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African trade bludgeoned by rubber stamps

In competitive global mining, it is essential to cross borders in a fast and efficient manner, but alas, most of bureaucracy does not support African business.

Despite growing importance of intra-Africa trade, on transport routes that have for many centuries been key drivers of economic development and growth, these arteries are usually blocked, slowing African trade to a trickle. Border posts have even stopped some trader commodities entirely. From a mining viewpoint, if a primary crusher has a breakdown, and spares are on the way, inordinate delays at border crossings could cost miners dearly.


Beit Bridge border post is the SADC region's busiest. It links South Africa and its largest African trading partner, Zimbabwe. It is also the conduit for goods moving further north, to Zambia, Malawi, Tanzania, Kenya and Uganda. Some 1500 trucks pass these gates each day. Clearing customs on the South African side is quick and easy, as documents could be completed prior to setting off, and goods are then pre-cleared. However the Zimbabwe side can be a nightmare. There are frequent power outages, computer systems are often down despite power, officials are unhelpful and inefficient. The average time for a truck to clear both sides of the border is 48 hours.


Lebombo is a very busy border post between South Africa and Mozambique, supposed to be the forerunner of a Maputo Corridor deal. Large sums were spent in upgrading N4 toll road, rail links, bridges and transport logistics. However the border post is still lagging development of the corridor. On average, 6600 vehicles pass through this border every day, of which over 1000 are trucks.
The plan to convert this into a one stop border post is still 'under implementation', despite 2009 being the finalization target date. Part of the problem lies in getting officials, through various trade unions, to keep the border open for longer hours. Only recently have opening hours been extended from 12 hours per day to 16 hours. On the SA side, goods are not cleared at the Lebombo border post, but 4km in, on the N4 highway, in a facility built in 1998 at an old airport, and still named 'Airport'. Commercial traffic is inspected in Komatipoort. This facility and its operations have improved, thanks to provision of more infrastructure for commercial processes and to the shift of cargo processing to these facilities. The commercial facility has an area for clearing agents and facilities for many people crossing the border, contributed to decongestion at the border post.


The border post between the Zambian Copperbelt and the Democratic Republic of the Congo (DRC), has often been in the news for the wrong reasons. It is a key entry point for mining equipment, spares and consumables to copper and cobalt mines in DRC. Likewise it is a key exit point for copper, cobalt and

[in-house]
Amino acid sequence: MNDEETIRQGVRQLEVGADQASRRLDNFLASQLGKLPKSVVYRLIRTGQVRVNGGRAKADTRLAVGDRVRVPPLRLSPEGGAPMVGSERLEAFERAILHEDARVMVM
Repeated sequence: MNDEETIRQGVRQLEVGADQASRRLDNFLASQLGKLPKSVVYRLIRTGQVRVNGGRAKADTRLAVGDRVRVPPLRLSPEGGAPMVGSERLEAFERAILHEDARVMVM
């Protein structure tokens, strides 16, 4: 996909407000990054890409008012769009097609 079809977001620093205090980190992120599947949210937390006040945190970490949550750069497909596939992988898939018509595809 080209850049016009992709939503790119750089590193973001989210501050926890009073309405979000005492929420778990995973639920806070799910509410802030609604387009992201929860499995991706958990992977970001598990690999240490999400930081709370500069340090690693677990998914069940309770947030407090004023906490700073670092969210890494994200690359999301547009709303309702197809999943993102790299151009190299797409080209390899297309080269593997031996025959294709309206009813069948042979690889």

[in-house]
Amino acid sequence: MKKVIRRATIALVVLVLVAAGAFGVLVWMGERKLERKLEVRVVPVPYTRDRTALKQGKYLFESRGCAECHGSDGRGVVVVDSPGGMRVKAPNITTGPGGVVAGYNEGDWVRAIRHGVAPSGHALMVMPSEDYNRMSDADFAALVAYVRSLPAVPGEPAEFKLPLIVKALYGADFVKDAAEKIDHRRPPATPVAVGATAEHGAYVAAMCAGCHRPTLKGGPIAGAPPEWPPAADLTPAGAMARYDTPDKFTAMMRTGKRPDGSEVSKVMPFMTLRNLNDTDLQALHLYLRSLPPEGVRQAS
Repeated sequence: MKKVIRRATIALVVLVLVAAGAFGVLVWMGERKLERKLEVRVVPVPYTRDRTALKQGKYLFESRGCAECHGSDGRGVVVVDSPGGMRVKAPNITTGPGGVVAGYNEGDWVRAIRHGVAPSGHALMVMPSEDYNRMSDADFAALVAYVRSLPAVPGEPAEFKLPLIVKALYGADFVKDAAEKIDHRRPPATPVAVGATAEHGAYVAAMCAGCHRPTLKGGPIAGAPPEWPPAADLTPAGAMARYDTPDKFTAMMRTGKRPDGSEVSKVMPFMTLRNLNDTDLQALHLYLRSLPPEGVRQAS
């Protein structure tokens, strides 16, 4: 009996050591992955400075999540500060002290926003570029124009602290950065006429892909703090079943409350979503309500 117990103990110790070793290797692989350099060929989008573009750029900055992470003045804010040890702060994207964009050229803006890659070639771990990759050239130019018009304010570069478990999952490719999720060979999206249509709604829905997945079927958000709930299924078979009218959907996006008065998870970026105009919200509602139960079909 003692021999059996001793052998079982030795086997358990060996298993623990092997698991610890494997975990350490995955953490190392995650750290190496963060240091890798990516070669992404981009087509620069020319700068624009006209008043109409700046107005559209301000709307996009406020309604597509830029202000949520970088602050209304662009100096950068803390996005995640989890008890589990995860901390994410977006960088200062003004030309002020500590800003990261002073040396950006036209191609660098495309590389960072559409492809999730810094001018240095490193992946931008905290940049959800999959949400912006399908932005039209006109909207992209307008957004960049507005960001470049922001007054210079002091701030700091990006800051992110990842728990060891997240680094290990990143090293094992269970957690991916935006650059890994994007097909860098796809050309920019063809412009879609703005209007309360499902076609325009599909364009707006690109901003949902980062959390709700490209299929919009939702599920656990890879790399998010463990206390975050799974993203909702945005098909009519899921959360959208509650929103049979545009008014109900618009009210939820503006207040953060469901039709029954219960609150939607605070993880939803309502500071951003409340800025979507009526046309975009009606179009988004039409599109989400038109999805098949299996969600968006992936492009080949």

concentrates to various Southern African ports. In September 2009 year, trucks queued for up to 5km before the gate, and crossing time was 12 days to 20 days. Currently it takes 3 days to clear both sides. Ad hoc government action from DRC side, and inefficiency of officials, could often push this out to 8 days or 10 days. Corruption is rife, power supply intermittent, and systems often not functional.


Truckers and freight forwarders say the SA sides are not the problem. Goods can be cleared before departure, and electronic document interchange (EDI) is accepted by SA customs authorities. Officials are reasonably efficient, and corruption is not a major problem. However at borders of other countries, the picture is bleak. There is no single administrative document to clear customs, and EDI systems are not working. Border posts are not open around the clock, roads are narrow, there is insufficient parking for trucks. Officials are corrupt, inefficient and unhelpful, aided by power outages and systems failures. Delivery times could not be given with any degree of certainty.


Intra Africa trade is at the mercy of a few rubber stamps and back pockets. Suppliers, customers, freight forwarders, logistics agents, and the South African government, should exert significant pressure on African neighbours to open their borders for longer hours, fix their systems, use electronic clearance methods, upgrade their border officials, and allow Africa to live, instead of suffocating the goose that lays golden eggs.

* Darryl Moss, GM, Distributors & Marketing Metso Mining
and Construction Technology, SA.







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